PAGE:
The Applied Research Methods Discussion Group met last Friday to discuss this month’s topic of choice – Manuscript Writing. The discussion carried on beyond the time limit with topics including organizing literature into a Background section, journal targeting, the importance of titles and cover letters, and finally, abstracts.
The first part of the paper, the Background section, is the product of hours spent reading dozens of papers. The purpose of understanding the literature is to fairly summarize its ‘weight’ – generally, are articles saying x or y? But keeping track of 30+ papers with new ones constantly coming in is a challenge. The group shared their best tips for organizing literature. For instance, create an ongoing Evernote, Excel or Word document to make notes about papers as you read them. At the end, the little blurbs about each paper can jolt your memory and provide little write-ups to include in the paper. Regardless of the number of papers reviewed, it is natural to feel like you might have missed papers on the topic. Subscribing to RSS feeds or journal alerts can help to keep up to date on developments in your field. Ideally, you have not missed the most seminal paper ever on the topic, but remember we all have to stop reading a certain point.
We also discussed challenges related to working with interdisciplinary teams and the necessity of tailoring writing to specific journals. Ultimately, not all disciplines’ journals are like ours. Within typical epidemiology/health sciences journals, it may be better to write generically rather then targeting specific journals. Adjusting the length, a few sentences in the Background/Discussion, and formatting should be enough to submit to multiple journals. However,there are differences to bear in mind if targeting a journal outside of epidemiology (or working with colleagues in fields such as Economics). For example, the background is often more then twice the length, the theoretical foundations for the research are described in more detail and the paper is structured differently overall. In these cases, some minor readjustments will not be enough, and targeting while writing more helpful.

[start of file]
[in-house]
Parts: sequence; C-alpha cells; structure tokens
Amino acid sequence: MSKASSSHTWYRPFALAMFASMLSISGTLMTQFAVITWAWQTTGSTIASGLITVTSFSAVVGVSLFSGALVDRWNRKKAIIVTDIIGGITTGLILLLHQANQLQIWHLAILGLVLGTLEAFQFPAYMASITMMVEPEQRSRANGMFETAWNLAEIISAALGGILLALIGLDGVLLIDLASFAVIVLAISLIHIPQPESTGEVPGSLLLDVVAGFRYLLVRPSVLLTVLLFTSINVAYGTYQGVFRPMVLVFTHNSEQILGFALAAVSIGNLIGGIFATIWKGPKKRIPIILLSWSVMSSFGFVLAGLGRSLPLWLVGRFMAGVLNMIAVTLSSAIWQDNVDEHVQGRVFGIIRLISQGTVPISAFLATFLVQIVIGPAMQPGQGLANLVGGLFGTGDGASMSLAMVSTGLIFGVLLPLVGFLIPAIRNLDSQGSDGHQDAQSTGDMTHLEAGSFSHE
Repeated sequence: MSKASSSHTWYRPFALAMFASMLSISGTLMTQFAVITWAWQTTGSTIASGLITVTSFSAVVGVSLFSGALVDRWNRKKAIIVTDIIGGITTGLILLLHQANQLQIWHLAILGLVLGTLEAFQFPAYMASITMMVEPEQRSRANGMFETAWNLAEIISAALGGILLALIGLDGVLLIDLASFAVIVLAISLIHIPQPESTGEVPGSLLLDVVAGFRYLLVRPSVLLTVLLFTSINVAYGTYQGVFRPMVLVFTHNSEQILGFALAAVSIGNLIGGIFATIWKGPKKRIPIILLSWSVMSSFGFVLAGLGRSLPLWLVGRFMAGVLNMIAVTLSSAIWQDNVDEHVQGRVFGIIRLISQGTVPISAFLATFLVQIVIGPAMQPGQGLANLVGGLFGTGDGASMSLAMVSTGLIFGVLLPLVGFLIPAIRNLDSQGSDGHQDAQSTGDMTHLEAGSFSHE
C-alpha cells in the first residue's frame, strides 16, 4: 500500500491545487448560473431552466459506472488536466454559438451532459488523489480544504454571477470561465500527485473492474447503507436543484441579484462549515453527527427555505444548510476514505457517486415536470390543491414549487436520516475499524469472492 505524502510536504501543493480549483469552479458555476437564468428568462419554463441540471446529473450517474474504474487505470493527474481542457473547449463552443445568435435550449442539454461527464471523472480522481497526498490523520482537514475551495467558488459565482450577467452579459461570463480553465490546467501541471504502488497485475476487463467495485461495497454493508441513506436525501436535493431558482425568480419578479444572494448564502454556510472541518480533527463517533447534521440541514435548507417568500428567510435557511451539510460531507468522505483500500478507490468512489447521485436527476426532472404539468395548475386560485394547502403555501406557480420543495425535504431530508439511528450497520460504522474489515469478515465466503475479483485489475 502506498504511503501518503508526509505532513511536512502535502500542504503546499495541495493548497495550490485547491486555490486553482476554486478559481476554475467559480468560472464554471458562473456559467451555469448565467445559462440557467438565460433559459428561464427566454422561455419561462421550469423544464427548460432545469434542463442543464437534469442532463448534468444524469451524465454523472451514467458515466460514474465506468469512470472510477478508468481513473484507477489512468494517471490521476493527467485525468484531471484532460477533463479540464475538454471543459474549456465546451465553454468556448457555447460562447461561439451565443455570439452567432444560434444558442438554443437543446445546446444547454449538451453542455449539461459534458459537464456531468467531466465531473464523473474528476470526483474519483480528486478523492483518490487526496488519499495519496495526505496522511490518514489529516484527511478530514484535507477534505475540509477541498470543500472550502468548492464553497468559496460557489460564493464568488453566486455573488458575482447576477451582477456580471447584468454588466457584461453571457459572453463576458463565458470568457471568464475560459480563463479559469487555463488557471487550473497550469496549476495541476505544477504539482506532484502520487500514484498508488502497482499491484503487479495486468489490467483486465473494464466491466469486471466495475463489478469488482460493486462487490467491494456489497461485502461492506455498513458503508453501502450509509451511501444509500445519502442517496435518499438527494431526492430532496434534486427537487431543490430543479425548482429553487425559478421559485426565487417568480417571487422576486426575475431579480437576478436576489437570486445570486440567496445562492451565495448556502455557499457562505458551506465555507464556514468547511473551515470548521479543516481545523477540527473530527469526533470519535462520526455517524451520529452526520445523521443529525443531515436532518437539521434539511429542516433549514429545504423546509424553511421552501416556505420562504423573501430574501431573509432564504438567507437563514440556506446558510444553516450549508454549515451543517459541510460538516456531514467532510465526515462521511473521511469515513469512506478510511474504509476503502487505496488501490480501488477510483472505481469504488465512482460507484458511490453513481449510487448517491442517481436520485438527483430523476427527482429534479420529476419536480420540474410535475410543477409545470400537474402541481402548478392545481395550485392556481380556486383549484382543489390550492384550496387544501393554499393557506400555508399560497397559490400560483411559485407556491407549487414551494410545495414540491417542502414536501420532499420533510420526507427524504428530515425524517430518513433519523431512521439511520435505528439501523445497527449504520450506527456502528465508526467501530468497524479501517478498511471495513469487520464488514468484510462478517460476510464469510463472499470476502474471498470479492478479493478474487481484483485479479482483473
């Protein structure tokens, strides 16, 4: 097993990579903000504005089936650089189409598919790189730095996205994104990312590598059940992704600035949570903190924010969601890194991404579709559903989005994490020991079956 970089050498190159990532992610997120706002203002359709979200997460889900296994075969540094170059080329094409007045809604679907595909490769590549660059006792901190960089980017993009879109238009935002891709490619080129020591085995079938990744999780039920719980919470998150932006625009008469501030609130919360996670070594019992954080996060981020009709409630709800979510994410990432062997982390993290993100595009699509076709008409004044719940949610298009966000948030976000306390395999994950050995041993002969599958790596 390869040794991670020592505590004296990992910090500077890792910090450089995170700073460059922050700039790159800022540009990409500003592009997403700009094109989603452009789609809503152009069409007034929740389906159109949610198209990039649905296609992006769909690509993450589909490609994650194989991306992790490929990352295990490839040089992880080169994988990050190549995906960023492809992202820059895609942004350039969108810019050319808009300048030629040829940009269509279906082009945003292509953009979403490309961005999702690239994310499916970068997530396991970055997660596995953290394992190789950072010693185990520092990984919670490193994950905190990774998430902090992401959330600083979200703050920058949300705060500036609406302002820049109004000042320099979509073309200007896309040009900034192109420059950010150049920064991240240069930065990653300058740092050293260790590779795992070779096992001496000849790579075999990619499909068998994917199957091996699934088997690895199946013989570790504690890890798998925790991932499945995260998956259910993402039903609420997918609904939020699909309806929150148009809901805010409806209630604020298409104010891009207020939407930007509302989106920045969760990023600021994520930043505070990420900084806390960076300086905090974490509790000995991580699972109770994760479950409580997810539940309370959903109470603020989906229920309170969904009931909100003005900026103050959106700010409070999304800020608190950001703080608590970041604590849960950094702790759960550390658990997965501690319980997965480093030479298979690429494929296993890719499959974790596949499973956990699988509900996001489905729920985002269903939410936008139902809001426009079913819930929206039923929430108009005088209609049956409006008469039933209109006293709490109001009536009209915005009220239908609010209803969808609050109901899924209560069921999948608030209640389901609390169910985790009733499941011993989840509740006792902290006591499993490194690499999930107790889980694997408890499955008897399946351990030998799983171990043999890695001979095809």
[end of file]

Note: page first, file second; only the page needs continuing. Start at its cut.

After the paper is carefully completed and the journal is finally chosen, some editors have made up their minds by the end of your title or cover letter. The title should be succinct yet detailed enough to keep their interest. A general template is ‘General: Specific.’ For example: ‘Cat food: the role of tuna in a nutritious diet’ or ‘Obesity prevalence: differences across socio-economic status.’ Humorous titles may or may not be okay; our group was split on this issue. It may take a certain status (or a certain talent) to get away with it. If the editor has not stopped by the end of the title, s/he will at least read your cover letter. This letter’s importance is often under-appreciated. In addition to summarizing the main findings, personalize the letter to indicate why you have chosen the specific journal. For example, citing previously published articles that suggest the need for your work from the same journal can help your case.
At last, you have succeeded in drawing the editor to your abstract. The abstract is likely the last thing the editor will read before deciding to send the paper for review. We had a debate about writing the abstract before or after the rest of the paper. Beginner writers often write the abstract last but people with more experience in the group suggested writing it first. Articulating research in ~250 words means the purpose, findings and importance are clear. From there, fill in the rest of the paper . However abstract writing may also be more iterative. I am personally convinced that the clarity of the research increases right up until your paper is complete (‘NOW I understand what my research was about’). This clarity is essential for abstract writing.
While we covered practical aspects of writing papers and real-time challenges that go beyond the typical structure of Introduction-Methods-Results-Discussion, more resources are available here:
We hope to see you next time when the discussion will centre on power calculations! October 28, 12:30pm, Purvis Hall Room 25.